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About dhubermex

  • Rank
    Senior Writer


  • Real name
    David Huber
  • Your gender
  • Location
    Distrito Federal, Mexico


  • About Yourself
    Just when I thought I was out... they pull me back in!
  • Favorite poker hand
  • Your profession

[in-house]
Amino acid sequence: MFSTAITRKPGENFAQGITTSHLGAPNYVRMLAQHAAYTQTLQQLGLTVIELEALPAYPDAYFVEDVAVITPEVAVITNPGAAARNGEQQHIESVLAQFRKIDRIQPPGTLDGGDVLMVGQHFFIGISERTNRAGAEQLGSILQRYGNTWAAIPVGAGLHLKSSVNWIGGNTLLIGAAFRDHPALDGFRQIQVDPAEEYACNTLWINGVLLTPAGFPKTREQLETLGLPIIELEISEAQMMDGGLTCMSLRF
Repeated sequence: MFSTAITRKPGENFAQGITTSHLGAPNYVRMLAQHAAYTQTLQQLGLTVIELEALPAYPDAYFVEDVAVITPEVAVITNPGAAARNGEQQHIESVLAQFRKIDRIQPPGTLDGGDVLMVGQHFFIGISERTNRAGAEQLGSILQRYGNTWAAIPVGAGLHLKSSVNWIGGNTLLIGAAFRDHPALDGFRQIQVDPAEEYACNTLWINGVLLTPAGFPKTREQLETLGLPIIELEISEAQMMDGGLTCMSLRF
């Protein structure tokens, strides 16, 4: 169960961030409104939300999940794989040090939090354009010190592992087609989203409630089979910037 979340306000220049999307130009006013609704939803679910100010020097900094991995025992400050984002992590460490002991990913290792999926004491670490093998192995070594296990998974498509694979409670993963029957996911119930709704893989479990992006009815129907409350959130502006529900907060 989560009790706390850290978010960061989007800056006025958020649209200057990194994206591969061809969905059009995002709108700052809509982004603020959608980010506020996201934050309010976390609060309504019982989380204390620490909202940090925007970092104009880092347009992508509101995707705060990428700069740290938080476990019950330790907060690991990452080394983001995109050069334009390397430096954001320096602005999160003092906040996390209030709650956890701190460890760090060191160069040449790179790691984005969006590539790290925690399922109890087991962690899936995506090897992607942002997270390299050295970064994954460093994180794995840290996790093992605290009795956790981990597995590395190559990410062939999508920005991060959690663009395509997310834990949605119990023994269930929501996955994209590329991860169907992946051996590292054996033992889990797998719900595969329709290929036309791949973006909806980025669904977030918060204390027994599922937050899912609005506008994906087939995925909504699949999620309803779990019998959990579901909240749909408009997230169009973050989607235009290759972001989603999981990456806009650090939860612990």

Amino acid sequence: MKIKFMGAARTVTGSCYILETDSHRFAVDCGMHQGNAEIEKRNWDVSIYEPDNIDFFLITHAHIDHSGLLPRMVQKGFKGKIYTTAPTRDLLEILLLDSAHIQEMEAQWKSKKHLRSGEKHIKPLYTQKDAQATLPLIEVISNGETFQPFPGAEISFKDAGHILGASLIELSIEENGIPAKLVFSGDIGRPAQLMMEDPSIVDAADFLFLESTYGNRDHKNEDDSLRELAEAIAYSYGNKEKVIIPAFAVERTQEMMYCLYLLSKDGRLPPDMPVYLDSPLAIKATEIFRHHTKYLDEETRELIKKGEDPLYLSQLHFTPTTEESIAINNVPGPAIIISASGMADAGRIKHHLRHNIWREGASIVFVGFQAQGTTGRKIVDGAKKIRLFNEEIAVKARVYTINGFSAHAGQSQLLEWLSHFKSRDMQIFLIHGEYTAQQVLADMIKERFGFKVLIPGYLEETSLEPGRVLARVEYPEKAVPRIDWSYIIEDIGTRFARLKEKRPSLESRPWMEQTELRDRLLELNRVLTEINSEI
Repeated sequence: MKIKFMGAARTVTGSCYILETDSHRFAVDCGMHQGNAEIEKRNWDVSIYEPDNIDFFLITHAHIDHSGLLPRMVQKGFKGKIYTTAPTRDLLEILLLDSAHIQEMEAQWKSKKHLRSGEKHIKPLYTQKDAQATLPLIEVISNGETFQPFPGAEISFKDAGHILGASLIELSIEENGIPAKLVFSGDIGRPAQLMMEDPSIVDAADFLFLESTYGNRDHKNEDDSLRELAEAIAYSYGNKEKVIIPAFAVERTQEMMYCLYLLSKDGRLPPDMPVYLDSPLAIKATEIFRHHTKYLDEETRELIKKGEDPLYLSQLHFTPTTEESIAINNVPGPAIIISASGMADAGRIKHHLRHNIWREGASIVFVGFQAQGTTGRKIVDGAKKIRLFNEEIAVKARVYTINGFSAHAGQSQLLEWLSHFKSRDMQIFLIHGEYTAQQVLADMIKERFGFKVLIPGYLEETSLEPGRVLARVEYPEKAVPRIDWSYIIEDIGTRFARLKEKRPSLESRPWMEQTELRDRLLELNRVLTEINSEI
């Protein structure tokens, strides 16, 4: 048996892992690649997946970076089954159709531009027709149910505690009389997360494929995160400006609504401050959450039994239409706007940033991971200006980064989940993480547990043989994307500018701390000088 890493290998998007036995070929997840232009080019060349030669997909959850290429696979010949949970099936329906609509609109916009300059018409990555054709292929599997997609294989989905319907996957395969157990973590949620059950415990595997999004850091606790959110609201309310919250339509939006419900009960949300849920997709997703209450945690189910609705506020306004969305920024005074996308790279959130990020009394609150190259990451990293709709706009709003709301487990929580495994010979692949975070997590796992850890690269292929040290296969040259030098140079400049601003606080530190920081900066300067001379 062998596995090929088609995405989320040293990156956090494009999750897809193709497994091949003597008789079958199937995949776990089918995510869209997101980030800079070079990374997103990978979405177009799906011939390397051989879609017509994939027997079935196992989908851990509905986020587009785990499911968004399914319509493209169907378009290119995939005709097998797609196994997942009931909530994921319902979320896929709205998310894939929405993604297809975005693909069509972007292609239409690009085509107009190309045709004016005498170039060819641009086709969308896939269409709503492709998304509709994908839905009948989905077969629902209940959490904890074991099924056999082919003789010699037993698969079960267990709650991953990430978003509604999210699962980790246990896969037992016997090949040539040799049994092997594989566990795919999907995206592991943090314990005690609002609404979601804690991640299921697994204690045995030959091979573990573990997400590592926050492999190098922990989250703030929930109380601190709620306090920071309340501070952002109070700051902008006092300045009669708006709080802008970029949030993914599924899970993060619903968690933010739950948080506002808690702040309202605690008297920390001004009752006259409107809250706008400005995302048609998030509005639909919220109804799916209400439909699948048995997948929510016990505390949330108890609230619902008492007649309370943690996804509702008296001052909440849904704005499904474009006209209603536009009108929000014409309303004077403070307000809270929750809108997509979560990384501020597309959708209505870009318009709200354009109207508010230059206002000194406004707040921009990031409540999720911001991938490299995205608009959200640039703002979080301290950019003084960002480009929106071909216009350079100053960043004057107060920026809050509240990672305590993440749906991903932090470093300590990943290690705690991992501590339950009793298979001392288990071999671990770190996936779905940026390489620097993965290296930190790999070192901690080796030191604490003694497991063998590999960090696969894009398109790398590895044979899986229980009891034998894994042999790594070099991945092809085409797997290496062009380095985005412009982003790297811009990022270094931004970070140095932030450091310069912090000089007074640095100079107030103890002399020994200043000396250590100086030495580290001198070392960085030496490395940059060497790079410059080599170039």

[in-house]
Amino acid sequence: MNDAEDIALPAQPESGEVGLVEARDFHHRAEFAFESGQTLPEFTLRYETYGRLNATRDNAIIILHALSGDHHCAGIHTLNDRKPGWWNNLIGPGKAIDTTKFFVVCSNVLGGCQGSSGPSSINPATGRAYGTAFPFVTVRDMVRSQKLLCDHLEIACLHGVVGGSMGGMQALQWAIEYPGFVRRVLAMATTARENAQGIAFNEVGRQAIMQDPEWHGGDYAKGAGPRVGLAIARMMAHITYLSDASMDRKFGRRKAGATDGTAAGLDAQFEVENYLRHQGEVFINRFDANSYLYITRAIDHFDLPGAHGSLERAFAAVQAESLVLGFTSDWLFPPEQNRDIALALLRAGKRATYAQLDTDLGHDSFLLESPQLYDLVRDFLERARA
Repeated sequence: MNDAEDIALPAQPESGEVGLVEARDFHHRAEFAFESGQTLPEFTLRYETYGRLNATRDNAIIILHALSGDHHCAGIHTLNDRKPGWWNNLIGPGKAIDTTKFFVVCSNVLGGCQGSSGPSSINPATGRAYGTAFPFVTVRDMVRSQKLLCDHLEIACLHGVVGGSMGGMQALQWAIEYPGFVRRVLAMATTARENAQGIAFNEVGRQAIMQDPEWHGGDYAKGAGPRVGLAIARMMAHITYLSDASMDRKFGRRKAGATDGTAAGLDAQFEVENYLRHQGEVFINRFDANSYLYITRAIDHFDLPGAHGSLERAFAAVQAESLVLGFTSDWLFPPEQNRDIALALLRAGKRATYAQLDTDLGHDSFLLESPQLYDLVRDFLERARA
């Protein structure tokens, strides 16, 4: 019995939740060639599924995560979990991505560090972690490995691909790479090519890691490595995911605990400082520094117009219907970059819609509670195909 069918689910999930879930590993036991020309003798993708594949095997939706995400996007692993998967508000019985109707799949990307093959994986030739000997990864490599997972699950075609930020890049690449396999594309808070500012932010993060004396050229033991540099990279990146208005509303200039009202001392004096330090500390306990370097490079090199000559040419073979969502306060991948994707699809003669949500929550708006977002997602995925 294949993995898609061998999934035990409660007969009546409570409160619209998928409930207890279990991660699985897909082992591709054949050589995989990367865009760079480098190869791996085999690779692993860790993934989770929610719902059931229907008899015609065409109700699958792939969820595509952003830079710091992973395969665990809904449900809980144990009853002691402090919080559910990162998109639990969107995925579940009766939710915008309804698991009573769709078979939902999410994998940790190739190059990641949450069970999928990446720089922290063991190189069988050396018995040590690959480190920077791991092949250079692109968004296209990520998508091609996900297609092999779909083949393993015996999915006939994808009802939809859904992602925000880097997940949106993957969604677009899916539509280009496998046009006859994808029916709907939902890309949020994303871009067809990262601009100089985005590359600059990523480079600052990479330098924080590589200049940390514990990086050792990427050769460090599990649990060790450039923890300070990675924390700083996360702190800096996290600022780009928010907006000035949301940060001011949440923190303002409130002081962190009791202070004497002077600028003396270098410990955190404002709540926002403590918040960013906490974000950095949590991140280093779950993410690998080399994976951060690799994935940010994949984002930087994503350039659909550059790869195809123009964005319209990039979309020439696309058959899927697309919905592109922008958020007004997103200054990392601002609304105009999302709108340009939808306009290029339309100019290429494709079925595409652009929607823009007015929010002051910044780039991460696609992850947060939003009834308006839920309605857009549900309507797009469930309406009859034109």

Poker Writer, Spanish/English Translations, Voice Actor
  • Favorite place to play
    Caribbean Stud at Colonial -- San Jose, Costa Rica
  • Your hobbies
  • Favorite Cash Game and Limit
    $.50/$1 No-Limit Hold'em
  • Favorite Tournament Game and Limit
    $20-$50 MTTs